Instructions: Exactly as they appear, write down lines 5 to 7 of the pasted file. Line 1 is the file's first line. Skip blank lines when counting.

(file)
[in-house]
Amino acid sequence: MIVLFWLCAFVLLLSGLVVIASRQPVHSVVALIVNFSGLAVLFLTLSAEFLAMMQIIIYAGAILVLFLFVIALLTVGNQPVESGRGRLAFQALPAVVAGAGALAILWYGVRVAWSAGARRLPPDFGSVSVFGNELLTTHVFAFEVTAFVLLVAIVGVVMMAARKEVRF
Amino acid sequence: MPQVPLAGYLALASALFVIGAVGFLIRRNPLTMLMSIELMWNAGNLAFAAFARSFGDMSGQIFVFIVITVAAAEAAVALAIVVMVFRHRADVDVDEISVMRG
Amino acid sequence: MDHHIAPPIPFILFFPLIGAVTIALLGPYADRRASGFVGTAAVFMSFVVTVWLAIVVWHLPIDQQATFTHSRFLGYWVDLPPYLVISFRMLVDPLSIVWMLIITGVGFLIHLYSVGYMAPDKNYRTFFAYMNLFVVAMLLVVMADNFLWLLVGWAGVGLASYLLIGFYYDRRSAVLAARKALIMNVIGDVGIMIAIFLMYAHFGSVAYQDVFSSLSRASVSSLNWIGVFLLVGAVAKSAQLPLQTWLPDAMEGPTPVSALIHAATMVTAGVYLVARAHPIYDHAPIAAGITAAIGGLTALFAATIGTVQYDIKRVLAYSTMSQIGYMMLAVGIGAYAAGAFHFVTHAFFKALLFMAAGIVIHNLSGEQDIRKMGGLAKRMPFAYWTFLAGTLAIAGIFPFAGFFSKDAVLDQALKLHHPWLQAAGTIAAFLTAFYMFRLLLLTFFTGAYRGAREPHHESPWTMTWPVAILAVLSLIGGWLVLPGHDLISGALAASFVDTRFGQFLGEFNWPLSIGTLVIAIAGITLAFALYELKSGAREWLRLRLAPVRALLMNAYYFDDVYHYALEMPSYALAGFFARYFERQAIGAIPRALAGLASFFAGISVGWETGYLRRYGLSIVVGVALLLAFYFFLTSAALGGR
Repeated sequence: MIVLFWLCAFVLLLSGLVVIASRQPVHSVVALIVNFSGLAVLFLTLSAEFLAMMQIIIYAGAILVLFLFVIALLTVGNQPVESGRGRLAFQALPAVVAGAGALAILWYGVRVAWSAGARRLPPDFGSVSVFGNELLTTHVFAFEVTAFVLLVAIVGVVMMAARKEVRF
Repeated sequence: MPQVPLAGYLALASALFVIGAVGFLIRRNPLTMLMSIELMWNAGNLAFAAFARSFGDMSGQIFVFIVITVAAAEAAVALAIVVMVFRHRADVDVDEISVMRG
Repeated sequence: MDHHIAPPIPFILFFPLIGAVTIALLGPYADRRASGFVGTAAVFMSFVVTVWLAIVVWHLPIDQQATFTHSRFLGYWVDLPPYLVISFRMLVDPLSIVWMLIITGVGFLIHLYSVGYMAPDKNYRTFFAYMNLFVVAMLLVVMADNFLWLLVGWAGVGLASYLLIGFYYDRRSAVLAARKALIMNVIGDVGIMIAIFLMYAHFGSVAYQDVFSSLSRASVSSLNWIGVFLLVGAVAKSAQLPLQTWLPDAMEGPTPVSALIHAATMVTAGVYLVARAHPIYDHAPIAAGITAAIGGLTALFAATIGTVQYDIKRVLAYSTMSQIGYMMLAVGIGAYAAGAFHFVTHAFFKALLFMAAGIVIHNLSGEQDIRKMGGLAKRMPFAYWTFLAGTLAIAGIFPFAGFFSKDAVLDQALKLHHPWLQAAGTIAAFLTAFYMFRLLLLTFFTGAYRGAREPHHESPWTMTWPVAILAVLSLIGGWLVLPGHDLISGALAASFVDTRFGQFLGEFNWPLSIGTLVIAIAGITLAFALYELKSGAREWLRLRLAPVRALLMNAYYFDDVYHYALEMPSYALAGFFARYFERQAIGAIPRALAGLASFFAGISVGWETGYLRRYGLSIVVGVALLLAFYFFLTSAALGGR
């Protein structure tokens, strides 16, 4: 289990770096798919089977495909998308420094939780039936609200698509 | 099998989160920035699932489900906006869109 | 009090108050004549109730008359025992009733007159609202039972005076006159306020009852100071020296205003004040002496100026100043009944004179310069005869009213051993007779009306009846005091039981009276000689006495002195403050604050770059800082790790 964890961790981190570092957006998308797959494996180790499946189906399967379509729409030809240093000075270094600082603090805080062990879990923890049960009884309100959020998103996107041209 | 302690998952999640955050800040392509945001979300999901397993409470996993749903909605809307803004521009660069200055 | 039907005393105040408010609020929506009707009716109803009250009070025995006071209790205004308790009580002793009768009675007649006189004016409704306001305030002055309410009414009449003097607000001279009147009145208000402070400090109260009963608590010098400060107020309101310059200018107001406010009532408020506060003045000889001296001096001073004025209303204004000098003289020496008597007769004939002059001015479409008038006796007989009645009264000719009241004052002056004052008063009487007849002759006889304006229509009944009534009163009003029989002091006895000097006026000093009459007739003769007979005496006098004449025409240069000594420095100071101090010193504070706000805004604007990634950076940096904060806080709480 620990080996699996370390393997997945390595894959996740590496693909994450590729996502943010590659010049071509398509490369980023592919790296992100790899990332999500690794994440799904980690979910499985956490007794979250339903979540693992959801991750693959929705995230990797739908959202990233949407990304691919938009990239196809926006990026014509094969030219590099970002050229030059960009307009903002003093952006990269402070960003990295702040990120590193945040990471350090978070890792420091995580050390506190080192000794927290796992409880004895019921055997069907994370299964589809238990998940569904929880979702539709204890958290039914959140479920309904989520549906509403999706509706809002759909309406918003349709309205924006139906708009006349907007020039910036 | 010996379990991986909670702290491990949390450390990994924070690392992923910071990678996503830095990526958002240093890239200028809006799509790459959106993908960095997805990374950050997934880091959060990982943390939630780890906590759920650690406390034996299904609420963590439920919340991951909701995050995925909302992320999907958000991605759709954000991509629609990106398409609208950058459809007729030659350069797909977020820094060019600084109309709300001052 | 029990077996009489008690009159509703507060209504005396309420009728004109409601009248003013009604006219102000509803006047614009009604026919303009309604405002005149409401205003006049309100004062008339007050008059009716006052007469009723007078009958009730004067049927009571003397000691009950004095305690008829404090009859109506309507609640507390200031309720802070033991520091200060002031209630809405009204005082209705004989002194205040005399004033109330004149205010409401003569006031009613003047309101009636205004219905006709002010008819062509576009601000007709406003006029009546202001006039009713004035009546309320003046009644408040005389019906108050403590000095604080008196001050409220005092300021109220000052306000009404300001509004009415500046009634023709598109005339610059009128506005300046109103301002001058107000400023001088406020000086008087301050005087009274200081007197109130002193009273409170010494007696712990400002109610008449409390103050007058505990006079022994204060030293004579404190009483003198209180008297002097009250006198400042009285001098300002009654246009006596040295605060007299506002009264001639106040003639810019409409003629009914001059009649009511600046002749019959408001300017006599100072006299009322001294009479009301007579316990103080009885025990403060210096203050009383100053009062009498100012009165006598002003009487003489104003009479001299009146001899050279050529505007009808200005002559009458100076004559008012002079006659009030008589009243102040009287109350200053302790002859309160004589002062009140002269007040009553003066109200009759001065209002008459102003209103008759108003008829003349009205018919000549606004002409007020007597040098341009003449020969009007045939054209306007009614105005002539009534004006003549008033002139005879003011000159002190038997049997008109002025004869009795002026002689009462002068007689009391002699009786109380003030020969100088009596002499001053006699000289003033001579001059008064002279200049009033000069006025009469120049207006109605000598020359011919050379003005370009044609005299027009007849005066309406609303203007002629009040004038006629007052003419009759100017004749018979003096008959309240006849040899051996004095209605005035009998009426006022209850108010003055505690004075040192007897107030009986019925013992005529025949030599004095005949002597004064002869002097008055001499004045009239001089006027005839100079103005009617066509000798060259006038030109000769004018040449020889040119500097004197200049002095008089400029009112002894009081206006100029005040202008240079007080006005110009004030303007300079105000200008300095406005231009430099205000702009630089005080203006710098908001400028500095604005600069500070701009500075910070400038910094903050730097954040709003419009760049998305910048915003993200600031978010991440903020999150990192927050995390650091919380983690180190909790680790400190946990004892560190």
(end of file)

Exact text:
Repeated sequence: MIVLFWLCAFVLLLSGLVVIASRQPVHSVVALIVNFSGLAVLFLTLSAEFLAMMQIIIYAGAILVLFLFVIALLTVGNQPVESGRGRLAFQALPAVVAGAGALAILWYGVRVAWSAGARRLPPDFGSVSVFGNELLTTHVFAFEVTAFVLLVAIVGVVMMAARKEVRF
Repeated sequence: MPQVPLAGYLALASALFVIGAVGFLIRRNPLTMLMSIELMWNAGNLAFAAFARSFGDMSGQIFVFIVITVAAAEAAVALAIVVMVFRHRADVDVDEISVMRG
Repeated sequence: MDHHIAPPIPFILFFPLIGAVTIALLGPYADRRASGFVGTAAVFMSFVVTVWLAIVVWHLPIDQQATFTHSRFLGYWVDLPPYLVISFRMLVDPLSIVWMLIITGVGFLIHLYSVGYMAPDKNYRTFFAYMNLFVVAMLLVVMADNFLWLLVGWAGVGLASYLLIGFYYDRRSAVLAARKALIMNVIGDVGIMIAIFLMYAHFGSVAYQDVFSSLSRASVSSLNWIGVFLLVGAVAKSAQLPLQTWLPDAMEGPTPVSALIHAATMVTAGVYLVARAHPIYDHAPIAAGITAAIGGLTALFAATIGTVQYDIKRVLAYSTMSQIGYMMLAVGIGAYAAGAFHFVTHAFFKALLFMAAGIVIHNLSGEQDIRKMGGLAKRMPFAYWTFLAGTLAIAGIFPFAGFFSKDAVLDQALKLHHPWLQAAGTIAAFLTAFYMFRLLLLTFFTGAYRGAREPHHESPWTMTWPVAILAVLSLIGGWLVLPGHDLISGALAASFVDTRFGQFLGEFNWPLSIGTLVIAIAGITLAFALYELKSGAREWLRLRLAPVRALLMNAYYFDDVYHYALEMPSYALAGFFARYFERQAIGAIPRALAGLASFFAGISVGWETGYLRRYGLSIVVGVALLLAFYFFLTSAALGGR